The method of the present invention for reducing a technetium compound for use in medical radioimaging, begins with combining the technetium compound, microbe capable of direct microbial reduction of the technetium compound,a complexing agent to stabilize the lower oxidation state(s) of technetium formed by microbial reduction, and an electron donor in an aqueous solution as a mixture under anaerobic conditions, wherein the mixture is substantially free of an inorganic technetium reducing agent, and a reduced technetium compound is obtained. The reduced technetium compound is then separated from the technetium reducing microbe(s) by simple withdrawal of an aliquot of the suspension with either a standard small syringe containing a filter (capable of effective removal of particles less than 0.2 microns) or a centrifuge. Addition of the microbe(s) and an electron donor to the remaining constituents of the mixture initiates the reduction process.
The technetium compound to be reduced is typically pertechnetate, but may be any reducible technetium compound including Tc(VII)O4 − (pertechnetate) Tc(VI) or Tc(V) and combinations thereof.
The microbe, particularly a microbe capable of reducing iron, is preferably Shewanella sp. including Shewanella putfifaciens (CN-32), Shewanella alga (Bry); Geobacter sp. including Geobacter metallireducens; Desuffovibrio sp. including Desulfovibno desulfuricans, Clostritium sp, including Chlostridium sphenoides. and combinations thereof. Shewanella strains Bry and CN-32 were first demonstrated to unequivocally reduce technetium by discovery according to the present invention. These microorganisms occur in natural waters under anaerobic conditions and are of a group of dissimilatory iron reducing microorganisms that conserve energy for growth and reproduction in the environment by reduction of Fe(III) to Fe(II) using either H2 or organic compounds (e.g., lactate) as electron donors. The end products of pertechnetate reduction by these microorganisms include only reduced Tc chemical species, and microbial cells when H2 is used as the electron donor. If an organic compound is used as the electron donor, the products will additionally include any residual organic compound(s). Organic compound electron donors include but are not limited to carboxylic acid, for example lactate, acetate, formate and combinations thereof. This is a versatile, entirely natural Tc reduction process with no secondary products when H2 is used as the electron donor and limited, non-toxic secondary products when an organic compound is used as the electron donor.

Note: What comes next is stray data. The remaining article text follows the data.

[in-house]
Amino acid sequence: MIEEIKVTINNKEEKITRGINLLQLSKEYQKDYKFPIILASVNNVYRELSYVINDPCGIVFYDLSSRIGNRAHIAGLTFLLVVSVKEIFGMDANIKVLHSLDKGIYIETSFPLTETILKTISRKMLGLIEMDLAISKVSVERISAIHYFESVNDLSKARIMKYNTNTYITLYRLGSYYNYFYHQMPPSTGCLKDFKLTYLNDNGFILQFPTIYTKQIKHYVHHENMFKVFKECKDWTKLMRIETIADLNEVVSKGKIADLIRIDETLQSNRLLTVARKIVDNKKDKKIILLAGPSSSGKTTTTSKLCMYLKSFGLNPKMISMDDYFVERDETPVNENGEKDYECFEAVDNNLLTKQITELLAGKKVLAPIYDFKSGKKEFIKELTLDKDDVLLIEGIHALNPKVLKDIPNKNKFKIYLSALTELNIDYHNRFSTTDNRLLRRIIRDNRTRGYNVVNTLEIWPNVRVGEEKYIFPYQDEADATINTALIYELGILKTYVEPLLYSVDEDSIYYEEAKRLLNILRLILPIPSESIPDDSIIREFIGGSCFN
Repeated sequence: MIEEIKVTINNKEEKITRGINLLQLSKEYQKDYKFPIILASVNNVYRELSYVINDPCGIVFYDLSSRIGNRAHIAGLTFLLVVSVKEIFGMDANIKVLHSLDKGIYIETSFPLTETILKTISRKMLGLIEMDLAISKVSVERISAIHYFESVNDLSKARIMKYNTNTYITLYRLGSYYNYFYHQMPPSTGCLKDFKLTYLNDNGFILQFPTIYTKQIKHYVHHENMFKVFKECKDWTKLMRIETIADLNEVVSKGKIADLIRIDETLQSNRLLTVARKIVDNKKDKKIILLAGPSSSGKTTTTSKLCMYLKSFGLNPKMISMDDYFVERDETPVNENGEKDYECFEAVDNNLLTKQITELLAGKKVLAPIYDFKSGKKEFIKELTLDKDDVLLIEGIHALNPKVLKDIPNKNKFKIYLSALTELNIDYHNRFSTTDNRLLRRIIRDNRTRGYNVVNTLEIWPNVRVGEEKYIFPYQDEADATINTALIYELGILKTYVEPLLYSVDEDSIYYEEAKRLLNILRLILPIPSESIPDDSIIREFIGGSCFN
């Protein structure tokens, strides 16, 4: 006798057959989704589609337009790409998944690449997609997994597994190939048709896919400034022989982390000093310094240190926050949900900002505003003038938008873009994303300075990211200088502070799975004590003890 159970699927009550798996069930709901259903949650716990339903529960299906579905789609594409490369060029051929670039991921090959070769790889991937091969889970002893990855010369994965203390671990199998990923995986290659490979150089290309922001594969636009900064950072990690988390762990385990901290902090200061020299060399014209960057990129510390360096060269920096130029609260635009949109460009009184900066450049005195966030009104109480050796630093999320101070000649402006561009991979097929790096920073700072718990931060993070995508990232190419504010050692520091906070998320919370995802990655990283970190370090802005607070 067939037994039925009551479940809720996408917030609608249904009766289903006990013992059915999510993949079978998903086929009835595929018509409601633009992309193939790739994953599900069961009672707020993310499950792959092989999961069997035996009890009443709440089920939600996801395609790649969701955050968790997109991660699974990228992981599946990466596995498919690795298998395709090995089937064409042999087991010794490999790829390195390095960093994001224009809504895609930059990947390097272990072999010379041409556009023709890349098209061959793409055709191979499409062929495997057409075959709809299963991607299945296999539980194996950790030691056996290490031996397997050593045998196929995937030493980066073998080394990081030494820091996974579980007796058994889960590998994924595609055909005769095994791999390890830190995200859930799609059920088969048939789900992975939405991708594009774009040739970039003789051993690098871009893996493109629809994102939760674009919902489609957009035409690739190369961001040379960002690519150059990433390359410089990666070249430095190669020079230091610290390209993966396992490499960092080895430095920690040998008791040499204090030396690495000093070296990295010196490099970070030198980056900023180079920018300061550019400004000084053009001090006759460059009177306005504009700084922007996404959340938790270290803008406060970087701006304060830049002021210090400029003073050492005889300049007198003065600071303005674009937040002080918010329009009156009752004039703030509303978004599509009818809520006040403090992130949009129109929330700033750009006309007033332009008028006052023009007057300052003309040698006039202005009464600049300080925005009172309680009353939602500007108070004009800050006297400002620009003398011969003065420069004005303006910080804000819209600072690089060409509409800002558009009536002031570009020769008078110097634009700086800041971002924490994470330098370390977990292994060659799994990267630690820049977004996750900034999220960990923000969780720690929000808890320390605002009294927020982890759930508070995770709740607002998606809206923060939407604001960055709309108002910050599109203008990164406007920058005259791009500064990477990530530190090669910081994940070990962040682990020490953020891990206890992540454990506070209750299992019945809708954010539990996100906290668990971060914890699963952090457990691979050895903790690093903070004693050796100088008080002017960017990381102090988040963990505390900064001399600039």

The complexing agent may be a stable organic species, for example, diethylenetriamine pentaacetic acid (DTPA) commonly used in kit form to stabilize Tc (IV) obtained by reduction with SnCl2. However, there are many potential inorganic (e.g., bicarbonate, FIG. 3) or organic complexing ligands that may be employed to obtain a wide variety of reduced Tc complexes for versatile use in medical imaging. Examples of ligands that may be employed in this system include but are not limited to the amino carboxylates, thiols, polyhydroxy acids, and phosphonates identified in (Steigman, Joseph, and William C. Eckelman. 1992. The Chemistry of Technetium in Medicine. NAS-NS-3204, Nuclear Science Series, National Academy Press, Washington, D.C.).
The electron donor may be hydrogen, or an organic compound, and combinations thereof.